Wednesday, June 19, 2013
Man of Steel
MAN OF STEEL: Henry Cavill, Michael Shannon, Amy Adams, Russell Crowe, Kevin Costner, Diane Lane, directed by Zack Snyder (143 min.)
Going out of the country for a week will disconnect you from the whirlwind of American media, which is usually a good thing to do from time to time. The week I spent in Europe kept me decidedly insulated from the super storm of Superman press leading up to the release of Man of Steel. And then, once I was back on American soil I was disappointed to see the reviews for the Superman reboot hovering somewhere just north of 50%. I expected much better for the film honestly, and while I realize it won't hurt the picture or the franchise in the long run it is still much more encouraging to see an important film (for me, in the superhero film pantheon anyway) bring in positive reviews pushing past 80%. I had my own concerns about Man of Steel leading up to its release, namely the involvement of director Zack Snyder, but the trailers curbed those misgivings for the most part. Then the reviews zapped that optimism, so as the lights lowered I was a conflicted, concerned, and curious mess.
Man of Steel is not great. That is the negative. But it is very, very good, touching moments of greatness which overcome the drawbacks in the end. It is also a solid foundation for a new franchise reboot that I have more confidence in moving forward, and the Superman film I have been wanting since 1978 when the original (and still the only true quality) film was released. Zack Snyder's action epic, from a screenplay by David S. Goyer, tells its own version of the familiar Superman story. All of the classical elements are there, mostly, and the history of the character remains in tact - a worry I had after hearing various internet rumors - though some of these new tweaks and twists to the mythos might be a little unnecessary. The only thing Man of Steel suffers from is excess, but that can always be corrected if the foundation of a super franchise is in place. And that foundation starts with the actors.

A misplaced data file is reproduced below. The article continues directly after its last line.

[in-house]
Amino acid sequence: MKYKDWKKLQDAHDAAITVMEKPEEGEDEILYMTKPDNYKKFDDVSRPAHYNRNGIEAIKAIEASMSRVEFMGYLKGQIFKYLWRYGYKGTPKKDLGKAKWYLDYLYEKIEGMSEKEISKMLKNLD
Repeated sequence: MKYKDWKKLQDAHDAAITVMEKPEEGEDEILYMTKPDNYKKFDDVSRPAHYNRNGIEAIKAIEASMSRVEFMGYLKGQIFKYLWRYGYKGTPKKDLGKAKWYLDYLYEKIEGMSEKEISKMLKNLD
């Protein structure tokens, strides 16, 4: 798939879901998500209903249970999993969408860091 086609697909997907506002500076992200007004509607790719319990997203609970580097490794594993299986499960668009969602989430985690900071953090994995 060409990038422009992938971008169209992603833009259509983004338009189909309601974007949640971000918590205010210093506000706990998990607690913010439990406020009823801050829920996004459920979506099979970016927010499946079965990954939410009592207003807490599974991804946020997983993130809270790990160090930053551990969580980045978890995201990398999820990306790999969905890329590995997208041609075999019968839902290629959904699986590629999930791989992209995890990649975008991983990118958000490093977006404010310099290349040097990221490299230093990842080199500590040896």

We first meet Kal-El as the human Clark Kent, fully grown and adrift in the world, taking up jobs as fishermen and barkeeps and utility workers, trying desperately to figure out how he fits in on this planet. He is also struggling in the face of emergencies and bullies to keep his powers under wraps. His Kansas upbringing, told in flashbacks and shot with glorious sepia tones and nostalgia, shows us his relationship with Martha and mostly Jonathan, who instills in him what it takes to be a good man. These Kansas moments show how Clark was shaped into a young man on out planet while still struggling to find out who he was and where he came from. Young Clark must show off his powers from time to time, but Jonathan warns him the world is not ready for him yet. He must discover when the time is right on his own.
Let's fast forward a bit in the film where certain plot developments bring characters into focus and bring the story's second half together. Enter Lois Lane, the precocious and energetically unflappable Pulitzer Prize winning journalist for The Daily Planet played to perfection by Amy Adams. Of course there is Perry White, sparingly introduced via Laurence Fishburne. And, more importantly, General Zod finds his way to the planet Earth to settle his score with the son of Jor-El and recapture an important biological piece to his diabolical puzzle. This whole big pile of developments gets us to the action, and man is there some action. There is so much destruction and throwing around and flying fights it gets repetitive for a few moments. Thankfully Snyder and his team recognize the tiresome nature of these action scenes and interject secondary characters taking care of important plot points or moments of exposition to allow everyone in the audience to catch their breath.
Sure, there are warts on Man of Steel, and maybe if we are comparing it is no debut film along the lines of Batman Begins. But I would argue it belongs on that next level of super debuts with Iron Man. I like the complexities of the script and the way the realistic human reaction comes into play with the introduction of what amounts to an alien. There is real depth in Goyer's writing. The most promising aspect of this new Superman franchise is it will be a franchise whether you like it or not, so there is room to build. There are easy fixes with the action and the overt outer space influences, and as long as they work on these minor details everything will be fine. Perhaps the most exciting thing about Man of Steel is not where this story has been, but the so many places it is able to go from here.